In the Database pattern the drive is processing a stream of requests to read and write 8KB random-address data blocks. The ratio of read to write requests is changing from 0% to 100% with a step of 10% throughout the test while the request queue depth varies from 1 to 256.
You can click this link to view the tabled results for the IOMeter: Database pattern.
We will build diagrams for request queue depths of 1, 16 and 256.
Western Digital’s Caviar Black drives leave no chance to their opponents in this test, too. The newer E8 version is even an improvement on the already impressive performance of the older J7. Funnily enough, even the power-efficient products of the WD Caviar Green series are as good as the 7200RPM drives from their opponents at the queue depth of 1 request. Samsung’s F3 is the best drive among those opponents whereas its power-efficient cousin EcoGreen F2 is, on the contrary, the slowest one in this test.
The non-aligned random access has a terrible effect on the performance of the WD10EARS because it has to do more write operations than the other HDDs. Judging by the shape of the graph, this disk cannot make up for this deficiency with its large cache.
When the queue is as long as 16 requests, Western Digital comes out the winner again while the best of its opponents, the Samsung F3 and the Hitachi 1000.C, are only competing with the power-efficient series from WD. The Caviar Black drives are unrivalled, the E8 being better than its predecessor, especially at writing. We should acknowledge the progress WD’s competitors have made: the Hitachi 7K1000.C and the Samsung F3 are faster than their respective predecessors. The Samsung EcoGreen F2 is inferior to the power-efficient drives from the other brands, though.
The WD10EARS still has a very low performance (due to the reasons we’ve explained above) if there are any writes to be processed.
There are no changes in the standings when the queue grows even longer. We can only see the efficiency of NCQ in Western Digital’s drives. They are especially fast at low percentages of writes and, judging by the slump in the right part of the graphs, these HDDs prefer to use their cache for reordering read requests rather than for deferred writing. It is only at pure writing that the cache is optimized for deferred writing with the ensuing increase in its efficiency.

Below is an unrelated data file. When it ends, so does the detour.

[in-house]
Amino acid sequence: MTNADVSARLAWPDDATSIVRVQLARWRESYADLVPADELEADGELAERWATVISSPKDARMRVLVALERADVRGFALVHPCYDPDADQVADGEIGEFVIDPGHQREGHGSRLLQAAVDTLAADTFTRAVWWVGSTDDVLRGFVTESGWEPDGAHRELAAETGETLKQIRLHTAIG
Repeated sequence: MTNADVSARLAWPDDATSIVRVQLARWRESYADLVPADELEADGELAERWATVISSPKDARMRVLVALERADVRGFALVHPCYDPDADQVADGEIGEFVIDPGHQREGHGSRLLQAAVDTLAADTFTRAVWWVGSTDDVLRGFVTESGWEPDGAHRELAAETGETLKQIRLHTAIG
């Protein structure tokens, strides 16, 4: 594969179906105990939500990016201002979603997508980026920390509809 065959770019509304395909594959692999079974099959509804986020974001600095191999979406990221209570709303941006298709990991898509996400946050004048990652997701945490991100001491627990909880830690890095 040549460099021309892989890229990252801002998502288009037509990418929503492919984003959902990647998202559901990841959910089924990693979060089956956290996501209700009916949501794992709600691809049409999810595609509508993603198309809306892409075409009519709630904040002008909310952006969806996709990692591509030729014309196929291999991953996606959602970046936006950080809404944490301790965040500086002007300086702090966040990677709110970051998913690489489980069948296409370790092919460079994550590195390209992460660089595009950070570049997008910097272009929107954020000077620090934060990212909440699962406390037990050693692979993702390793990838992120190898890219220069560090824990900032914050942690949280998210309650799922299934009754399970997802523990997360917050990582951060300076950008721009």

To sum up this part of our tests, we will show you diagrams with each drive’s performance at five different queue depths.
Hitachi’s new-generation HDDs obviously have new firmware algorithms as the overall shape of the graphs suggests. The Hitachi 7K1000.C has become better than its predecessor under mixed loads and has more effective deferred writing. Unfortunately, its NCQ is still far from perfect and its performance scalability at longer queue depths might be better.
The Samsung EcoGreen F2 has inherited its predecessor’s firmware. And it shows a rather passive behavior and does not do well under server loads. The SpinPoint F3 is different. It looks like Samsung finally dared to introduce considerable changes into the firmware algorithms in that HDD. The drive’s NCQ has become somewhat better at short queue depths and its deferred writing has improved, too. On the other hand, the HDD recognizes long queue depths but does not process them confidently: there are occasional slowdowns when the queue gets longer.
It is simple with the Western Digital Caviar Black: the company has long been using the same unified firmware for all its products. And this firmware is currently among the best we have seen in a long, long time. The developer has even managed to make deferred writing even more efficient in the E8 version of the Caviar Black.
The power-efficient HDDs have the same but less aggressive firmware. It is clear that these HDDs have a slower request processor and their read/write heads are not so fast (but quieter).
The WD10EARS shows us NCQ but no deferred writing. It is a shame we cannot load the HDD with aligned requests: the result would be interesting considering the 64 megabytes of cache.